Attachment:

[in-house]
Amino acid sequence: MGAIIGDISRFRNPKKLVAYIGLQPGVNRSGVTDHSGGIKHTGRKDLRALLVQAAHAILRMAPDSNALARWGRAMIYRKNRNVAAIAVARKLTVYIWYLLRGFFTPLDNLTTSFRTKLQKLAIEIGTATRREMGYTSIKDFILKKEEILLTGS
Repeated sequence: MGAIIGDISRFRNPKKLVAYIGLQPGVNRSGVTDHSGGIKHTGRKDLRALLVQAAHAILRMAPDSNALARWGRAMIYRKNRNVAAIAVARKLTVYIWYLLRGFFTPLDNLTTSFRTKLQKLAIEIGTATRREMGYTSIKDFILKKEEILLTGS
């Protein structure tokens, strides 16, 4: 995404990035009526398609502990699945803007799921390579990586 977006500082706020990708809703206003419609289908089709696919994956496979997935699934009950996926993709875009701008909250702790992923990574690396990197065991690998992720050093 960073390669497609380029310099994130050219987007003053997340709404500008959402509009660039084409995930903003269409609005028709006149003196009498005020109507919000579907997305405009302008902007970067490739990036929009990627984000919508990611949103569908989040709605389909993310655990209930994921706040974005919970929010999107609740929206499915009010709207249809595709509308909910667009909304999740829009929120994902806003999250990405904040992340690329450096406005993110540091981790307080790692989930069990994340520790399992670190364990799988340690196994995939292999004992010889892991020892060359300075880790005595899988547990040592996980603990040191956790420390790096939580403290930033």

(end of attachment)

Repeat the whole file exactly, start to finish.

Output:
[in-house]
Amino acid sequence: MGAIIGDISRFRNPKKLVAYIGLQPGVNRSGVTDHSGGIKHTGRKDLRALLVQAAHAILRMAPDSNALARWGRAMIYRKNRNVAAIAVARKLTVYIWYLLRGFFTPLDNLTTSFRTKLQKLAIEIGTATRREMGYTSIKDFILKKEEILLTGS
Repeated sequence: MGAIIGDISRFRNPKKLVAYIGLQPGVNRSGVTDHSGGIKHTGRKDLRALLVQAAHAILRMAPDSNALARWGRAMIYRKNRNVAAIAVARKLTVYIWYLLRGFFTPLDNLTTSFRTKLQKLAIEIGTATRREMGYTSIKDFILKKEEILLTGS
């Protein structure tokens, strides 16, 4: 995404990035009526398609502990699945803007799921390579990586 977006500082706020990708809703206003419609289908089709696919994956496979997935699934009950996926993709875009701008909250702790992923990574690396990197065991690998992720050093 960073390669497609380029310099994130050219987007003053997340709404500008959402509009660039084409995930903003269409609005028709006149003196009498005020109507919000579907997305405009302008902007970067490739990036929009990627984000919508990611949103569908989040709605389909993310655990209930994921706040974005919970929010999107609740929206499915009010709207249809595709509308909910667009909304999740829009929120994902806003999250990405904040992340690329450096406005993110540091981790307080790692989930069990994340520790399992670190364990799988340690196994995939292999004992010889892991020892060359300075880790005595899988547990040592996980603990040191956790420390790096939580403290930033």